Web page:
The announcement came during the two-day China visit of Japanese Prime Minister Yoshihiko Noda, The New York Times reported.
Japan also would seek to acquire yuan-denominated Chinese bonds, which the Times said would allow it to add yuan reserves to its foreign-exchange holdings.
China currently is the world's largest creditor to the United States with most of its foreign exchange reserves of $3.2 trillion held in U.S. dollars. Japan has the world's second-largest reserves with $1.3 trillion.
The Times said the currency deal would help the two to move away from using the U.S. dollar, even as China seeks to make its yuan more widely used.
The U.S. dollar currently is the world's reserve currency. The Chinese yuan is not yet fully convertible.
"Chinese officials have made it clear that they believe the international economy is too heavily dominated by the dollar," Professor Charles Kupchan at Georgetown University in Washington told the Times. "They believe, as part of China's rise, that the international system should move to a more balanced structure."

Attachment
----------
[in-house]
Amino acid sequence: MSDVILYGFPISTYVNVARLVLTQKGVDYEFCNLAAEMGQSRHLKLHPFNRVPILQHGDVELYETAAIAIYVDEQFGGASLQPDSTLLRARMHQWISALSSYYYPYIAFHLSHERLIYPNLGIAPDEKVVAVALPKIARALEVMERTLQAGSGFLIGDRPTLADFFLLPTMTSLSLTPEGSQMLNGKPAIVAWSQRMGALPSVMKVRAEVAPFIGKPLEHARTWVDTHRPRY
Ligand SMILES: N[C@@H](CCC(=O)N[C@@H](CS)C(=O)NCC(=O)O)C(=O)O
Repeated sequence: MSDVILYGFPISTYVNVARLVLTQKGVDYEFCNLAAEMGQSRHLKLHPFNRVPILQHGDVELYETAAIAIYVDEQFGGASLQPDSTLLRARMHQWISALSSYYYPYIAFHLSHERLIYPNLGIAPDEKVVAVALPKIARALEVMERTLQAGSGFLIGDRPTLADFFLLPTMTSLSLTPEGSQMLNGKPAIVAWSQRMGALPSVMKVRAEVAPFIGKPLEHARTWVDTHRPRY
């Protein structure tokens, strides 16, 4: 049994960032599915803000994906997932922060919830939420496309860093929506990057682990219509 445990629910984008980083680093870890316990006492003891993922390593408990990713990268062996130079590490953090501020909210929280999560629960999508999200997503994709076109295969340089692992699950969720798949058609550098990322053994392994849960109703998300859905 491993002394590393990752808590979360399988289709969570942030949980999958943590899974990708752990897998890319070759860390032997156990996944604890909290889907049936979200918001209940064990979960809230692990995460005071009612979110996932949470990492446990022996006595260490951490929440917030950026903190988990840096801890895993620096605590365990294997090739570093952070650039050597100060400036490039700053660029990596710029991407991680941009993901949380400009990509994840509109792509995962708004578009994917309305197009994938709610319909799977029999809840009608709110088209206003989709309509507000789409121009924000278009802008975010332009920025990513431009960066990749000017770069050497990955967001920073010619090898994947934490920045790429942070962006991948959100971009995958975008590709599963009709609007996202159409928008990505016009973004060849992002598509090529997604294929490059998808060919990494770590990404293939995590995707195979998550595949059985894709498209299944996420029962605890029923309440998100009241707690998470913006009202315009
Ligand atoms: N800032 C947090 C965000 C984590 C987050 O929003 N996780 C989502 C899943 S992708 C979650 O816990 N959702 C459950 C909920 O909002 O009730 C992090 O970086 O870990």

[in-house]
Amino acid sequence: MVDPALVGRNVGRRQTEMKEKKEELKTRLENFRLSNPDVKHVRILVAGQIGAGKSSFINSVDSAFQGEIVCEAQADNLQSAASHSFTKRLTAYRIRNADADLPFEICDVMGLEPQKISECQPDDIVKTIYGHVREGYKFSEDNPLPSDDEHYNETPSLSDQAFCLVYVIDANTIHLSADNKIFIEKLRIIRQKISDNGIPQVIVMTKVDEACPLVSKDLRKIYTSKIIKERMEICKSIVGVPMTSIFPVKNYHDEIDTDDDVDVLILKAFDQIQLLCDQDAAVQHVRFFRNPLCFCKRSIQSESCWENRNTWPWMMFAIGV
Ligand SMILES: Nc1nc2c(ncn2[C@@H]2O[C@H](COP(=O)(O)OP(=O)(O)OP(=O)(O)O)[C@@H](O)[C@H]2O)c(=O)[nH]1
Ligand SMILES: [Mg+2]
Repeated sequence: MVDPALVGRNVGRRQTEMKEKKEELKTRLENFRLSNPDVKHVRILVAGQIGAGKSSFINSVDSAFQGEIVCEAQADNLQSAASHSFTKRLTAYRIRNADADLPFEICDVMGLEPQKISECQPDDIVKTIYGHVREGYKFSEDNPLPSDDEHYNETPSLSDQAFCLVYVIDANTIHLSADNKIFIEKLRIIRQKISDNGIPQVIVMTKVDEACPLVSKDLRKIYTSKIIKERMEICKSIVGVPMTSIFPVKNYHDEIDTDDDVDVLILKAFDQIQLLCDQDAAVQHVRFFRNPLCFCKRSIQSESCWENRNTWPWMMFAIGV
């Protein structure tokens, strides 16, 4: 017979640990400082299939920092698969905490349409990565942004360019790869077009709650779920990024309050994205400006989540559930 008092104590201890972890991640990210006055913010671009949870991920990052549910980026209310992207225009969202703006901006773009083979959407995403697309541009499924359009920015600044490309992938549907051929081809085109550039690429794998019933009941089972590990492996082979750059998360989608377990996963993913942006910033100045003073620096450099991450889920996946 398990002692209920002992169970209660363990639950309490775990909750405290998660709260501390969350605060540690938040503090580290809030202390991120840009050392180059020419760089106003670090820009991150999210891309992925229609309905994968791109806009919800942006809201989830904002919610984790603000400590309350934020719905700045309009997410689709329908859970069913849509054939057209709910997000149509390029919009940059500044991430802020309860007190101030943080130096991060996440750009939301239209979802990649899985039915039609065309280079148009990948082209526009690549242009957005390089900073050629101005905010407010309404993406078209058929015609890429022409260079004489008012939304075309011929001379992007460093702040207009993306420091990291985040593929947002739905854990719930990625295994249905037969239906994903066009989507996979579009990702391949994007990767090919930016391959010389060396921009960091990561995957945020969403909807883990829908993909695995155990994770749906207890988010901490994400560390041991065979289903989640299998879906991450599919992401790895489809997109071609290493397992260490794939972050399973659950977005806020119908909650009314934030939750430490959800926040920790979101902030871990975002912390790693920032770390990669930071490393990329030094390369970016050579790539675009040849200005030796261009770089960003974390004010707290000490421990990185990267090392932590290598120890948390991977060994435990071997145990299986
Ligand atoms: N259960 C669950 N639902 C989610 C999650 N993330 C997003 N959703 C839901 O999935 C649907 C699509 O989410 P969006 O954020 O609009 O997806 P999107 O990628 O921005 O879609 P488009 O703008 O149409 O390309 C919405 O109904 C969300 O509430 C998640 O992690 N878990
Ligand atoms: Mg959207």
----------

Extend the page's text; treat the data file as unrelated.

He said the yuan is not yet ready to compete as a global reserve currency, but the agreement with Japan "could be a baby step in that direction."
As China and Japan are neighbors with likelihood of one becoming the main trading partner of the other, it makes sense for them to trade directly without using dollars, said Professor Jeffrey Bergstrand at the University of Notre Dame.
The Times said the move could help the yuan appreciate against other currencies. China is seen as artificially keeping the yuan undervalued, which helps it run surpluses against its trading partners.
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